Bringing investment consulting up to the 21st century
By Ron Surz
Twenty years later, consulting still embraces modern portfolio theory, peer groups, and indexes, which would be fine if these strategies actually worked.
Successful investment consulting encompasses two distinct crafts: the ability to develop quality advice and the skill to deliver that advice — the solution craft and the relationship craft. This article focuses on the pressing need for modernization and improvements in the solution craft.
The relationship craft is evolving quite nicely and, in fact, never has been in better shape than it is today. The deliverer of advice has risen up from report schlepper/salesman to trusted adviser. The consulting industry has compensated for its lack of advancement in the quality of advice by significantly enhancing the delivery of that advice.
By contrast, here’s a brief history of the solution craft. The consulting profession is relatively new, having originated in the 1970s. In the first two decades, there was a flurry of creativity and solution development. The industry embraced modern portfolio theory (MPT), which is now almost 60 years old, so it could be renamed mature portfolio theory. Professionals used MPT for both asset allocation and manager due diligence, but found it lacking in due diligence, so peer groups and indexes became the barometers of choice. Then the dark ages of investment solutions followed — very little has changed, despite the lessons we’ve learned. Twenty years later, consulting still embraces MPT, peer groups and indexes, which would be fine if these actually worked.
On the asset allocation front, we’ve discovered the shortcomings of MPT. The very glue that was supposed to keep markets efficient instead created inefficient bubbles and dislocations. Investor behavior has wreaked havoc upon capital market prices and created the profession of behavioral scientists who tell us this dissociative behavior is not irrational, it’s just humans being human. We’ve also learned that risk is not volatility, it’s failure to achieve objectives.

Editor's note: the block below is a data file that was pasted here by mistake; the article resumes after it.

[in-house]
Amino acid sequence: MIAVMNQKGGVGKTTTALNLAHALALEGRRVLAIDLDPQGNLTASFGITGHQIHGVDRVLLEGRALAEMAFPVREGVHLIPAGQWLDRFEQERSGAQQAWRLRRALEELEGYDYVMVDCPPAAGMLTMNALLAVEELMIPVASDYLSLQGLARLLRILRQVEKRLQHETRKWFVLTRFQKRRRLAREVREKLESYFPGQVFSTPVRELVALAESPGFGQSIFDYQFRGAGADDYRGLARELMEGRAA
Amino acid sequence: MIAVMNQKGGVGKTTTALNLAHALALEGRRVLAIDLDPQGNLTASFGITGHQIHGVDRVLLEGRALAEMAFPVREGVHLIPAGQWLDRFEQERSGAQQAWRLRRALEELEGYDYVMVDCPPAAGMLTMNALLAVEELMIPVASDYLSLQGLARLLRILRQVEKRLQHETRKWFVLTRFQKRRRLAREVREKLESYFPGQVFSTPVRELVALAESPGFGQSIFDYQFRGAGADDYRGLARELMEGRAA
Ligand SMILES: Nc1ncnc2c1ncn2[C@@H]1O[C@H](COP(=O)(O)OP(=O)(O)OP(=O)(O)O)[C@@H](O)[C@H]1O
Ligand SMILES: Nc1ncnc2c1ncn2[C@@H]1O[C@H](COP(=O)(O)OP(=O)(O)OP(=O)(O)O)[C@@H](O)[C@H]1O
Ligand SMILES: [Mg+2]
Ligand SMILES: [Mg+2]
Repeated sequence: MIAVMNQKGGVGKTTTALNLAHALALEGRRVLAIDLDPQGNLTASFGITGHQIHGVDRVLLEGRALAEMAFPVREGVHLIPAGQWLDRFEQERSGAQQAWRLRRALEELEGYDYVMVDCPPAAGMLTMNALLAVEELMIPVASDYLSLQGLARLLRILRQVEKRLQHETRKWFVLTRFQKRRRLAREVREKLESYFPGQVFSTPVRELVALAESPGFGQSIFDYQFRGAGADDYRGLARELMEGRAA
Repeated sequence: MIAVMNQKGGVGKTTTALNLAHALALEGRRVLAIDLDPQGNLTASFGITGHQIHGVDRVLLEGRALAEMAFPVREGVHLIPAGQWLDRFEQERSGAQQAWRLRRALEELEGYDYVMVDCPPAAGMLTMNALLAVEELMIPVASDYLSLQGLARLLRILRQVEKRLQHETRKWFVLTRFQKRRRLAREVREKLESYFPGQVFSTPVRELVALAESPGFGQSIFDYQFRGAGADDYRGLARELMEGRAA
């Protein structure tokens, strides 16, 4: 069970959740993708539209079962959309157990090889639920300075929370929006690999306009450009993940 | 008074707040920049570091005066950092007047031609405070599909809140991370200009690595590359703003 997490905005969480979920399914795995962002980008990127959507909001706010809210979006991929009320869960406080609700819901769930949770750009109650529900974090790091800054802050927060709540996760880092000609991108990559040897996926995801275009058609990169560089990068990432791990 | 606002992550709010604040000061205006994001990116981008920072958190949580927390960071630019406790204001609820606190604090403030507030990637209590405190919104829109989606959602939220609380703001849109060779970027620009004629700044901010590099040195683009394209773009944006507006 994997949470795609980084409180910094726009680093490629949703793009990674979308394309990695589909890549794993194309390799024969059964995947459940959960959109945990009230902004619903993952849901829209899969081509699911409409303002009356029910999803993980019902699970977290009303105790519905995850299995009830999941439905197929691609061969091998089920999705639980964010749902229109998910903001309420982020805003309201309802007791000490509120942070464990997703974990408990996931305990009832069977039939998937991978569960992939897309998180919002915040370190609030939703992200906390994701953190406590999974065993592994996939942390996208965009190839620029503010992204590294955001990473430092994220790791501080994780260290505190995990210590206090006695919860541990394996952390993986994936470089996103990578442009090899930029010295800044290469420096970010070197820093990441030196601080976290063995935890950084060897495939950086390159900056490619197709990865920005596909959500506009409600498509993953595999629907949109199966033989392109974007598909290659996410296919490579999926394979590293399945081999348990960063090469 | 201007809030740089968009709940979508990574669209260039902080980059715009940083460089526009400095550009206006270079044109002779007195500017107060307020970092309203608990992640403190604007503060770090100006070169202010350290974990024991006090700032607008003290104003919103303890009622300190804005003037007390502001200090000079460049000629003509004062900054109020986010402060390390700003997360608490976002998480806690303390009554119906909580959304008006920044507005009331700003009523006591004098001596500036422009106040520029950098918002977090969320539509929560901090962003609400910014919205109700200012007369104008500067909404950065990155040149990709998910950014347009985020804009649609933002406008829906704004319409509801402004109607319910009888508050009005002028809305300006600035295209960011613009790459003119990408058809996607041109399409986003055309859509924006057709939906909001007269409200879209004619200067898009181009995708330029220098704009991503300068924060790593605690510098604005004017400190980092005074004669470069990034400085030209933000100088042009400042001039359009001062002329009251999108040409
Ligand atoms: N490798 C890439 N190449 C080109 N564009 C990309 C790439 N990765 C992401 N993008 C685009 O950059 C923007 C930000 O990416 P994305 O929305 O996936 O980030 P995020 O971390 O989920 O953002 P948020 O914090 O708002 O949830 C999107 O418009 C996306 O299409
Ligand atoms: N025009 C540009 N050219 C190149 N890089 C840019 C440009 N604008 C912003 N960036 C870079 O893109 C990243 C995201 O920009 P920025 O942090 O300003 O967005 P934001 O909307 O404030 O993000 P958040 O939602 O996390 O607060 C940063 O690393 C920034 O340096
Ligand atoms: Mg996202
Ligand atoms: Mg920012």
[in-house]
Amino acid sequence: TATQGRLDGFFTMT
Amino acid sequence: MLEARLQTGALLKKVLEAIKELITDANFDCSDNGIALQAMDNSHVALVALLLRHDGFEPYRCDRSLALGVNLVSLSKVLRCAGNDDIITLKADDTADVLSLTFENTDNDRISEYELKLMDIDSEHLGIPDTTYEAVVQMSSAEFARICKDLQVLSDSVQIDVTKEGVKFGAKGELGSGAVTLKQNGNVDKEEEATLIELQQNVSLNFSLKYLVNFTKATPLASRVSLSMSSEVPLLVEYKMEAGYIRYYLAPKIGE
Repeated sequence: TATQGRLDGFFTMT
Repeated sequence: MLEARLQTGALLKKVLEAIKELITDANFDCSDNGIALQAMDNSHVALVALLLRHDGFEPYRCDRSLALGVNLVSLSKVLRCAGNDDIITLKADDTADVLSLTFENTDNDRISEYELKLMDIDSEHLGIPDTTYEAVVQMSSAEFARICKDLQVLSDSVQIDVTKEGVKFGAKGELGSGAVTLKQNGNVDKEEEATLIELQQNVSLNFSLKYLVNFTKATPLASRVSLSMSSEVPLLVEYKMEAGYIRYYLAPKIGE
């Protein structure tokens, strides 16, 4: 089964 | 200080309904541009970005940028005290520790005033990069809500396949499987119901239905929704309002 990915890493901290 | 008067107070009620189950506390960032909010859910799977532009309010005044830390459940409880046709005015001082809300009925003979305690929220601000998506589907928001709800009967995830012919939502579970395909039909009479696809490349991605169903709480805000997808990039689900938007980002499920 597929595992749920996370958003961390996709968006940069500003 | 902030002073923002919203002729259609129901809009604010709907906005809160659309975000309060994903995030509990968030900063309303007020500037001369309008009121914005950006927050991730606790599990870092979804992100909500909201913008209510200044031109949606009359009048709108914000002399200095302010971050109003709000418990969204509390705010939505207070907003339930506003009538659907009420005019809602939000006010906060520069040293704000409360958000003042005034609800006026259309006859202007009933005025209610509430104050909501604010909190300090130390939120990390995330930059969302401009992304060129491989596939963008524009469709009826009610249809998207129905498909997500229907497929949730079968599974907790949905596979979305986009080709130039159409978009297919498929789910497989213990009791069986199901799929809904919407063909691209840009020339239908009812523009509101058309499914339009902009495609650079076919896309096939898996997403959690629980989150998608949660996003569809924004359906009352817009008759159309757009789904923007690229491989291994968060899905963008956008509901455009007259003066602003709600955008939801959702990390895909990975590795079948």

On the due diligence front, we’ve learned that peer groups are loaded with biases causing them to mislead rather than differentiate. Similarly, indexes are poor barometers of success for all except index huggers, and most style indexes are poorly constructed.
So, how should the solution craft integrate these lessons? Asset allocation should focus on client needs and be more adaptive to market dislocations. Mean-variance optimization is not what the client needs or wants. Rather, policies should be structured and monitored for the achievement of objectives. For example, the truly wealthy can be best served by a “pockets-of-money” solution that matches future spending needs with bullet treasury inflation protected securities (TIPS). For those less fortunate, the consulting process can integrate savings with investment policy; the medicine of more risk can frequently be replaced by saving more and working longer. The consultant can also be a strategist who monitors bubbles and the like. For example, the VIX volatility index was screaming warnings well before the 2008 market meltdown. Savvy investors were bidding up options to protect and profit, and this panicked outlook was quickly reflected in the VIX.
On the due diligence front, it’s time to get serious about the two central questions that must be addressed:
1. Do we like what this manager does?
2. Does this manager do it well?
The first question sets the stage for the second. We need to understand what the manager does, which can be a challenge in some circumstances, such as hedge funds. If we don’t understand, we don’t invest. The first question sets the benchmark, then the second question examines the alternative of passive implementation. We can pretty much replicate just about any investment strategy with passive inexpensive blends of mutual funds or ETFs. This second question is best addressed with hypothesis testing and modern holdings-based attribution analyses. Peer groups and indexes do not work — never have, never will. Hypothesis testing compares the manager’s actual performance to all of the possible outcomes from what he does. For more details, please see [Surz, 2005 and 2006]. Modern holdings-based attribution analysis explains why the manager succeeded or failed, being very careful to get the benchmark right, because if the benchmark is wrong, all of the analytics are wrong. Both hypothesis testing and attribution are best implemented using indexes that are mutually exclusive and exhaustive; there are only two such index families and neither are commonly used.
So will the next 20 years be like the last? Let’s hope not. Nostalgia isn’t what it used to be.
Surz, Ronald J. “A Fresh Look at Investment Performance Evaluation: Unifying Best Practices to Improve Timeliness and Accuracy.” The Journal of Portfolio Management, Summer 2006, pp 54-65.
___________. “Testing the Hypothesis “Hedge Fund Performance is Good”.” The Journal of Wealth Management, Spring 2005, pp78-83.